The next optimization is the most effective one: *inline expansion*. It replaces calls to small functions with their bodies. MinCaml implements it in function `Inline.g`.

First, in the case of function definition `let rec f x1 ... xn = e in `..., we compute the size of body `e` of the function `f` by `Inline.size`. If this size is less than integer reference `Inline.threshold`, we add the correspondence from the function name `f` to formal arguments `x1, ..., xn` and body `e` in the mapping `env`. Then, in the case of function call `f y1 ... yn`, we look up the formal arguments `x1, ..., xn` of `f` its body `e` from the mapping `env`, and return `e` with `x1, ..., xn` replaced by `y1, ..., yn`.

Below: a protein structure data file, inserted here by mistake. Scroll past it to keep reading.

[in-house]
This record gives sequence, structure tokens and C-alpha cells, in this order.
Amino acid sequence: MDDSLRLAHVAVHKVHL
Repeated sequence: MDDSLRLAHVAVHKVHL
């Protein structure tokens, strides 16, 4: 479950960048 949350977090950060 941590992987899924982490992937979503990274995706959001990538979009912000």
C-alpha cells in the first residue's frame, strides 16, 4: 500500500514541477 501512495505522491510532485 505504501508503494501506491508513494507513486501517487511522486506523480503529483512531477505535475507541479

However, since inlined expressions are copies of function bodies, their variables may be duplicated and therefore must be α-converted again. Accidentally or not, the previous process of "replacing formal arguments with actual arguments" can be done by `Alpha.g` together with α-conversion, just by using the correspondence from `x1`, ..., `xn` to `y1`, ..., `yn` (instead of an empty mapping) as the initial mapping `env`.